Dr. Mills’ research cites much higher numbers for the cost of energy per pound of finished product than Roper’s findings. “From the perspective of a producer, the national-average annual energy costs are approximately $5500 per module or $2500 per kilogram [roughly 2.2 pounds] of finished product,” says Dr. Mills. That would suggest the average cost of energy for indoor growing to be above $1,000 per pound, roughly half the current average wholesale price. These numbers would mean that cannabis growers, on average, lose roughly 50% of their total revenue to their energy bill. Medicine Man Technologies’ energy usage is less than 3% of their total revenue.

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Xcel, a Colorado utility, showing the rise in electricity demand for cultivation.

The New Frontier report does provide caveats on the use of Dr. Mills’ research. “While this analysis was conducted before many of the recent advancements in cultivation technologies, it highlights the significant energy-related environmental impact of marijuana production, and makes the issue of energy efficiency not just one of competitive advantage but also one of environmental sustainability.”

New Frontier’s CEO, DeCarcer, stresses that their report is intended to serve as a starting point to a much broader exploration of energy use in cannabis. “We are already in the process of establishing a partnership through which New Frontier will ingest real time energy-use data from cultivators across different legal markets for analysis in our next report,” says DeCarcer. “Our goal is to build on the work done by Dr. Mills and others in order to ensure that we are providing the most accurate representation of where the industry currently is, and where it is headed.”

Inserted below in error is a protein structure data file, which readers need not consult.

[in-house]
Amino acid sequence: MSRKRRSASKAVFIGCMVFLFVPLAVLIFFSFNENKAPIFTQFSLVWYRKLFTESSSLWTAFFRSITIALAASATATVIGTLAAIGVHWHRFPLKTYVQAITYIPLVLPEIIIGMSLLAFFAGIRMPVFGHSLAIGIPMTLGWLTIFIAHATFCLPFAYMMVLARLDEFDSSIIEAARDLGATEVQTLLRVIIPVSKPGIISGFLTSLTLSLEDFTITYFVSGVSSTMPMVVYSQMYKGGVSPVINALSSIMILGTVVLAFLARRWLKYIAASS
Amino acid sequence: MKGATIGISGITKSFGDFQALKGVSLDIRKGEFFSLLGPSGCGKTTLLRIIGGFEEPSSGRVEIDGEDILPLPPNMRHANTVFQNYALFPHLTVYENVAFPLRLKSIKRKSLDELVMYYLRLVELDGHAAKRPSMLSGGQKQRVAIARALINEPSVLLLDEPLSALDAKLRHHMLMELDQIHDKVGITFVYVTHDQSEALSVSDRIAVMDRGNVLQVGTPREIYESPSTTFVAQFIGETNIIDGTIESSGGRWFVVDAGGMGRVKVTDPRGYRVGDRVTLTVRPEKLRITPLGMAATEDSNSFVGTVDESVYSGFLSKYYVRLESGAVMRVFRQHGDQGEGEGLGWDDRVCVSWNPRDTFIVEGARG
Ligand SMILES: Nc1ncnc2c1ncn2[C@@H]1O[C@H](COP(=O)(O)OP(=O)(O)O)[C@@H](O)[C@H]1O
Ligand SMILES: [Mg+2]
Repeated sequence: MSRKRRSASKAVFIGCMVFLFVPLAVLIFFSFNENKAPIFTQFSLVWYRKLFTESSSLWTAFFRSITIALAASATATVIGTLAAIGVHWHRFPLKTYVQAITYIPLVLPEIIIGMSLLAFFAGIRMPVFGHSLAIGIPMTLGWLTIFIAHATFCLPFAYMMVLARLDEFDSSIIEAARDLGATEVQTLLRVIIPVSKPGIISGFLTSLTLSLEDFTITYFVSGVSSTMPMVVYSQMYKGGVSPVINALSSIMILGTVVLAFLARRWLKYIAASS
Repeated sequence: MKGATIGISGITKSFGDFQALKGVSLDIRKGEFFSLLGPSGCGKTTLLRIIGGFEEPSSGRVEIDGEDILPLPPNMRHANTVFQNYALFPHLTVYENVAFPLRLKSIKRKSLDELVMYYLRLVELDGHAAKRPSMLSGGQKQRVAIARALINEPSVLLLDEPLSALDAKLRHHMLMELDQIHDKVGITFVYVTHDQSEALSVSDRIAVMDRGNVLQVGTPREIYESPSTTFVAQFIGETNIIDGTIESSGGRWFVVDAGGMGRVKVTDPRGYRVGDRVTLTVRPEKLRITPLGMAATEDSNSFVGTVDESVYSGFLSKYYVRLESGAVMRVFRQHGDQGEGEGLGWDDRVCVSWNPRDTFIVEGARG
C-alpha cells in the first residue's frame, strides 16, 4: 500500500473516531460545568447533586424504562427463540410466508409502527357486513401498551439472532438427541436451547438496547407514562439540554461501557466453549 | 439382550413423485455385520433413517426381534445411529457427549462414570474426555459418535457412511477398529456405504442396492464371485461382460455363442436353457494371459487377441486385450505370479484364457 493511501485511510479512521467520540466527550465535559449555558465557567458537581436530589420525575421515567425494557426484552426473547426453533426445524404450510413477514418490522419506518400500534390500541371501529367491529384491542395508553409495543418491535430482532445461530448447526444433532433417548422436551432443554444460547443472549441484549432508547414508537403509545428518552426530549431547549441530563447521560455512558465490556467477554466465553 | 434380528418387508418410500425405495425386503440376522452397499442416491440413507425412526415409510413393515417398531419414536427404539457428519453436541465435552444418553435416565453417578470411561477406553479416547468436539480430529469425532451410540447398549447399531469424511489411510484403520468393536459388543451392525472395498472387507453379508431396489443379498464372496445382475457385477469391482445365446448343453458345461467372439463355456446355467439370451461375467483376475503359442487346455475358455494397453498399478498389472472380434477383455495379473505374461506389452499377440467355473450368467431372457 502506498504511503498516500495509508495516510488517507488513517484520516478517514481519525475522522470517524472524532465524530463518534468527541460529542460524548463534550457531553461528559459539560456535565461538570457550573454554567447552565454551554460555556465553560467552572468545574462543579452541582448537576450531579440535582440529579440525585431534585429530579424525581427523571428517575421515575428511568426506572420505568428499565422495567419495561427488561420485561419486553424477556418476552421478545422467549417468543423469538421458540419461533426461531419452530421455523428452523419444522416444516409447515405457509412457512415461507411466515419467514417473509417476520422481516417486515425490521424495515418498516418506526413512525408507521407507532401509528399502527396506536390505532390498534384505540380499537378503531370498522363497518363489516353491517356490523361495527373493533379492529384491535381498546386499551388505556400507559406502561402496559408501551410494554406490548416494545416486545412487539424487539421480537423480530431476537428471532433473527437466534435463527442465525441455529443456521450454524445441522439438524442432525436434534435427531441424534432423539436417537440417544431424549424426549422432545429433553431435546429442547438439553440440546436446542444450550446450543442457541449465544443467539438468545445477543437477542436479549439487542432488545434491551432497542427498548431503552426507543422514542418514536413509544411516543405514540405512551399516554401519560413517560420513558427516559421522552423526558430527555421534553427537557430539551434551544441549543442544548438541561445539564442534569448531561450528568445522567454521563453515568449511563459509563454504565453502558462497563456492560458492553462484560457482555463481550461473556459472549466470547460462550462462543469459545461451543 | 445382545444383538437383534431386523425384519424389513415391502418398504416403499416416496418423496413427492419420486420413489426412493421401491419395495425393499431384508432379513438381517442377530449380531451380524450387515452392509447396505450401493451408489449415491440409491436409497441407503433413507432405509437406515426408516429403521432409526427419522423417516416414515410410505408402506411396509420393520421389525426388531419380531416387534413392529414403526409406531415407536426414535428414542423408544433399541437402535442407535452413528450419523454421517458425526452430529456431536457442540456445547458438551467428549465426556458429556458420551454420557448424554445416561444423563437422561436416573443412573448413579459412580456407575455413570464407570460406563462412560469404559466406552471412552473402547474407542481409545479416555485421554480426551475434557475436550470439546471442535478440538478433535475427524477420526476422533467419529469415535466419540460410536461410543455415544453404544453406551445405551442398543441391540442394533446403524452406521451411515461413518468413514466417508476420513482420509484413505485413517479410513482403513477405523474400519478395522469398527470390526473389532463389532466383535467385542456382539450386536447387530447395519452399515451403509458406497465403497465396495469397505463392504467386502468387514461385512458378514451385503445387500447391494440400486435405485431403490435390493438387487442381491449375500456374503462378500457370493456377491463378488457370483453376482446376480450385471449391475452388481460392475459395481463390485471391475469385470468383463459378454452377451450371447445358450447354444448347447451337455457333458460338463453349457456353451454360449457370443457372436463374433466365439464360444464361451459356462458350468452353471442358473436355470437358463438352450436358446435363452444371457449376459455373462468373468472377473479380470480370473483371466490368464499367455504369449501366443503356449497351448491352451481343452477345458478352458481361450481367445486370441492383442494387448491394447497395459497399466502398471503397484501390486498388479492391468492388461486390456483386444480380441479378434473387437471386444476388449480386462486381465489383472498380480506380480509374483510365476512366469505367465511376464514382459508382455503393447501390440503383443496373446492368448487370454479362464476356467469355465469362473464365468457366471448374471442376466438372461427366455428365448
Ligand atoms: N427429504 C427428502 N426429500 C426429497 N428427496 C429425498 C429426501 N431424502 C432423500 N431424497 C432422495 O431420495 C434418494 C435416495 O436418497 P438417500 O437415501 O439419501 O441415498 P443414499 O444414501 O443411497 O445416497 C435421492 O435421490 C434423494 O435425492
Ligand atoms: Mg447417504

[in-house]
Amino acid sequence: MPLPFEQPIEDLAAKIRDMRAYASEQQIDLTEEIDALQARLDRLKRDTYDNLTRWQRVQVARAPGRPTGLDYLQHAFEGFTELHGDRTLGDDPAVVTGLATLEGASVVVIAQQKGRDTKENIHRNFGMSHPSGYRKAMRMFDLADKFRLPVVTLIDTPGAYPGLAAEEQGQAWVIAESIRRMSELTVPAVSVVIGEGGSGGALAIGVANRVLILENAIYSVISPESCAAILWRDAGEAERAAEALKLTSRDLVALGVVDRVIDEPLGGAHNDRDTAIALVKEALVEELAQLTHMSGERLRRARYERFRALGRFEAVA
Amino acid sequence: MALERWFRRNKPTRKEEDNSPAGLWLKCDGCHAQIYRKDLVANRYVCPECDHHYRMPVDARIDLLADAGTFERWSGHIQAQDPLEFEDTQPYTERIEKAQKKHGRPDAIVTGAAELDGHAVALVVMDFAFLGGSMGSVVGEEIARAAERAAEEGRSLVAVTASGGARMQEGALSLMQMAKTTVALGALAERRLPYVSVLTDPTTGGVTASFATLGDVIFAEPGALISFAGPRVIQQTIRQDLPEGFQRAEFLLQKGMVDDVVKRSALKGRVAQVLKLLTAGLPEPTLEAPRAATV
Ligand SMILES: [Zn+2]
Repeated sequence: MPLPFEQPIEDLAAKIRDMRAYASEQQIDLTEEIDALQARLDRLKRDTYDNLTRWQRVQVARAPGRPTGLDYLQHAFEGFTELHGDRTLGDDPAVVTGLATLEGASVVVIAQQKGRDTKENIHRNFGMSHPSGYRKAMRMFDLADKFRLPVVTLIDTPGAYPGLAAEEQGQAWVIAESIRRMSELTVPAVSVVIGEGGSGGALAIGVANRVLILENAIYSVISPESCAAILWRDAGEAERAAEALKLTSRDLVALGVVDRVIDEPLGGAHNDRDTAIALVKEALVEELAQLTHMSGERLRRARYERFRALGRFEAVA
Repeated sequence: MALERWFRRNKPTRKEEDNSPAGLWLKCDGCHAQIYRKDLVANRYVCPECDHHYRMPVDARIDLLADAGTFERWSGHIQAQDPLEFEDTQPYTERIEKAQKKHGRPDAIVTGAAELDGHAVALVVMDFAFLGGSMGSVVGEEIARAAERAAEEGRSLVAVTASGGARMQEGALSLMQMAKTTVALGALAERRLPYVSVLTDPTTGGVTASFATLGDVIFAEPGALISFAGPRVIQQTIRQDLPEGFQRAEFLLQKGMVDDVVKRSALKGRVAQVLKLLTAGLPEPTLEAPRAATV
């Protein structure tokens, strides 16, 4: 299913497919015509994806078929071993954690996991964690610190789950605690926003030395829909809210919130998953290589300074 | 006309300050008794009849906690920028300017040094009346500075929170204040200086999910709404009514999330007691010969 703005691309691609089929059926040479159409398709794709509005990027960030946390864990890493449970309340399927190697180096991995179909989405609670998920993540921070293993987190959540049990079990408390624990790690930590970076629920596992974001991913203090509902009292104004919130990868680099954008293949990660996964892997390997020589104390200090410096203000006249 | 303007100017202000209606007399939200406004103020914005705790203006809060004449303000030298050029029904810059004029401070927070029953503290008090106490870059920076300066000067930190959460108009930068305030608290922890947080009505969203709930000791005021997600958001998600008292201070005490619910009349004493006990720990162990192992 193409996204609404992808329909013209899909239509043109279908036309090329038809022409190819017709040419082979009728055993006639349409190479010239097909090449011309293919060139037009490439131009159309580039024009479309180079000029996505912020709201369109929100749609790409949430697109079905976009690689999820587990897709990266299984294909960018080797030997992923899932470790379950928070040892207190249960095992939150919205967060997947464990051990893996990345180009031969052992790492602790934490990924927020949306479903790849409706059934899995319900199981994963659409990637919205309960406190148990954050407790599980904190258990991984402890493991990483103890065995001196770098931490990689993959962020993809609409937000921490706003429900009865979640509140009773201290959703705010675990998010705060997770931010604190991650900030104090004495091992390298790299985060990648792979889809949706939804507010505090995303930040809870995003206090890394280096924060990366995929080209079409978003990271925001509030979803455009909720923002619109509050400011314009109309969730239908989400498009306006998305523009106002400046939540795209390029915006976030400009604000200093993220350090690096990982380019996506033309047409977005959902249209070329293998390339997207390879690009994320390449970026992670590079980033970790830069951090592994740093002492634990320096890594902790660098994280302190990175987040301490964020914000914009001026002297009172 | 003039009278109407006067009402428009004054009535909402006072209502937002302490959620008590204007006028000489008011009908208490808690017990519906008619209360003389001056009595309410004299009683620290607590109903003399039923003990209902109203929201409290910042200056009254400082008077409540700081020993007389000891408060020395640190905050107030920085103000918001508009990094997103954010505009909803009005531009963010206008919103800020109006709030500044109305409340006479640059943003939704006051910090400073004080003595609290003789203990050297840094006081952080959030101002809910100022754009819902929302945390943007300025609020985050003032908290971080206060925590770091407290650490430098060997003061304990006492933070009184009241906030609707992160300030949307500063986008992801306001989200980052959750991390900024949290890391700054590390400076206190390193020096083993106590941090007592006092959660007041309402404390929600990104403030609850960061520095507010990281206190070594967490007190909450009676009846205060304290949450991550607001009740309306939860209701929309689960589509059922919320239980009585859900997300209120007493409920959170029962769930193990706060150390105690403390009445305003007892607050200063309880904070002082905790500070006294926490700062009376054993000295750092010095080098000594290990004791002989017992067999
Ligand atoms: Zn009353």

Regardless of the discrepancies, this kind of discourse is great for prompting innovation and getting people to think about the environment. It is very important to examine the energy footprint of cannabis cultivation as it raises questions regarding energy efficiency, which would help the industry’s long-term environmental sustainability.

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Biros' Blog

Emerging Cannabis Markets: The California Gold Rush

By Aaron G. Biros